Dividend imputation credits may prove too costly to keep, regardless of who is Prime Minister

Scott Morrison sailed to victory partially on the back of the Coalition’s successful campaigning against the ‘retiree tax’ in this month’s election, and there’s no denying that its characterisation of the Labor Party’s proposed franking credit reform as such was a stroke of political mastery.

Regardless of the election outcome however, superannuation funds and members alike need to prepare for the fact that one day, a variation of Labor’s suggested policy will probably become a legal reality.

Dividend imputation credits are projected to cost the Australian Federal Budget $8 billion annually within a matter of years; there’s a reason we’re the only country in the world to have them, and it’s purely about what they do to a state’s bottom line. In a climate where wages are stagnating, and a decade-long bull market is set to come to an end, this sort of expenditure will be hard to justify to voters and businesses alike.

The Coalition got away with justifying it as an unfair expense through a combination of genius marketing (that ‘retiree tax’) and a misunderstanding on the part of the public as to what franking credits actually are.

This is ultimately Labor’s fault. They both completely failed to adequately communicate the essence of franking credit refunds (they’re a tax concession after all, not a tax) and grossly underestimated the sort of time horizon the public and industry alike expect on such large policy change. On top of that, they also forgot just how sadly poisonous a good negative campaign is to sweeping policy reform.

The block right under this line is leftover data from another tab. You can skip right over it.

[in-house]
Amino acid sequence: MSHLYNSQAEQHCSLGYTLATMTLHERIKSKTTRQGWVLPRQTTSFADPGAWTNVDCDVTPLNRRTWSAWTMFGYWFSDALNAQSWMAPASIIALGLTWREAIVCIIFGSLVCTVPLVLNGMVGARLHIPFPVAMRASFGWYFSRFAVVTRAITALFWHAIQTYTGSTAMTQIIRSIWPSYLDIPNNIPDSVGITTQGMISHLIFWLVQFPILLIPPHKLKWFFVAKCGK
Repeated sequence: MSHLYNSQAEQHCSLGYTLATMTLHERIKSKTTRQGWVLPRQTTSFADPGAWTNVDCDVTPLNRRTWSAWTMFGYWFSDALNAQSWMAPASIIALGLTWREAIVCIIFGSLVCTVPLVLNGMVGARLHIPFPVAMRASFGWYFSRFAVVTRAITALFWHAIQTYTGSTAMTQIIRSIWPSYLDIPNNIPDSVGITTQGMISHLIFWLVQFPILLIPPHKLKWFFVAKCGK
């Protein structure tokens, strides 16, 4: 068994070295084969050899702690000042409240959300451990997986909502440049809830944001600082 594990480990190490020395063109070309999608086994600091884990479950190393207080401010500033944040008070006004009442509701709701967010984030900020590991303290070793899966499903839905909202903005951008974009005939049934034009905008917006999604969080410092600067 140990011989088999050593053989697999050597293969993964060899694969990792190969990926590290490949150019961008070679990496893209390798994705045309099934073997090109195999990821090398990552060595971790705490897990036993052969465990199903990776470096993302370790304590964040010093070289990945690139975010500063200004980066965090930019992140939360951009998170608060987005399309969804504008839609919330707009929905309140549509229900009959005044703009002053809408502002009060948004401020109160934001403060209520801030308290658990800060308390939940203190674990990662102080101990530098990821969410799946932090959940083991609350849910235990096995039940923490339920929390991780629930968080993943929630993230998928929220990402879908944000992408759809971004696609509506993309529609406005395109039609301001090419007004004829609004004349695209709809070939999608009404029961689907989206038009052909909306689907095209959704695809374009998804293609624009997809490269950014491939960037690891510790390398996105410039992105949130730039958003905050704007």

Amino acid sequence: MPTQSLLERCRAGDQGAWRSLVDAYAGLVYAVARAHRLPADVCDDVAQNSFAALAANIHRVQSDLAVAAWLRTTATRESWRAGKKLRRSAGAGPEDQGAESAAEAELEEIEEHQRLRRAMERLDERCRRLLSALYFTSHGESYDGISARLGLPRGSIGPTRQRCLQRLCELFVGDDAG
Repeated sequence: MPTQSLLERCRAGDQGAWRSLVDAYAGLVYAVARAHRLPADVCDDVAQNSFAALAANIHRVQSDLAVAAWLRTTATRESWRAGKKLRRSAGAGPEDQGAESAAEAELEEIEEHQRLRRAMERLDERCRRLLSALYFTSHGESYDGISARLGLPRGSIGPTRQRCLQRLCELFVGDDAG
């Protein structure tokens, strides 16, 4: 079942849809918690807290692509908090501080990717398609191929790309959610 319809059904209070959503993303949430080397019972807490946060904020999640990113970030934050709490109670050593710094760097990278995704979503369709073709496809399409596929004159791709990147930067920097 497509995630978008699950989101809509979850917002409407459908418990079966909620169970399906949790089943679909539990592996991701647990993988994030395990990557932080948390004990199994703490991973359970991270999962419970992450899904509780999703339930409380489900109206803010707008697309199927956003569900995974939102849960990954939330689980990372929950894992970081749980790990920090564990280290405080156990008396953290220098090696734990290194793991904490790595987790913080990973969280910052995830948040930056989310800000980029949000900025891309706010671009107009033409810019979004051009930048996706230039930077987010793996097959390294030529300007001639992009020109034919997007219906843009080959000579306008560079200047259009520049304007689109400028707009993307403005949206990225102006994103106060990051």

The reality is, however, just under eight per cent of Australians receive a cash refund for excess imputation credits. On top of that, most of the refunds go to high wealth individuals; 80 per cent of the total amount refunded go to the wealthiest 20 per cent of retirees. That makes it a hard sell to voters, should we enter a recession, provided those marketing the policy work out how to better communicate it.

For Australians impacted outside of those receiving direct refunds it’s because, as the superannuation industry rightly pointed out, their super funds have made investments in the presumption that dividend credits would be paid out.

Being unprepared for the end of a tax concession is forgivable once; while its sunset date arguably should’ve been set years ago, once the stock market was attracting enough investors to have served the policy’s goal in that regard, it wasn’t. Those caught unaware by Labor’s surprise turn on the refunds got away with their outrage.

Once the policy comes up a second time however, excuses will face more scrutiny, particularly if the change is packaged not as a hit against retirees but as a way of producing Budget savings in a period of downturn.

Superannuation funds can’t sit back on their laurels and presume the political death of Bill Shorten is also the death of this controversial policy. To be in a strong position when it comes up again, they need to work out their plan of attack investment-wise in advance.




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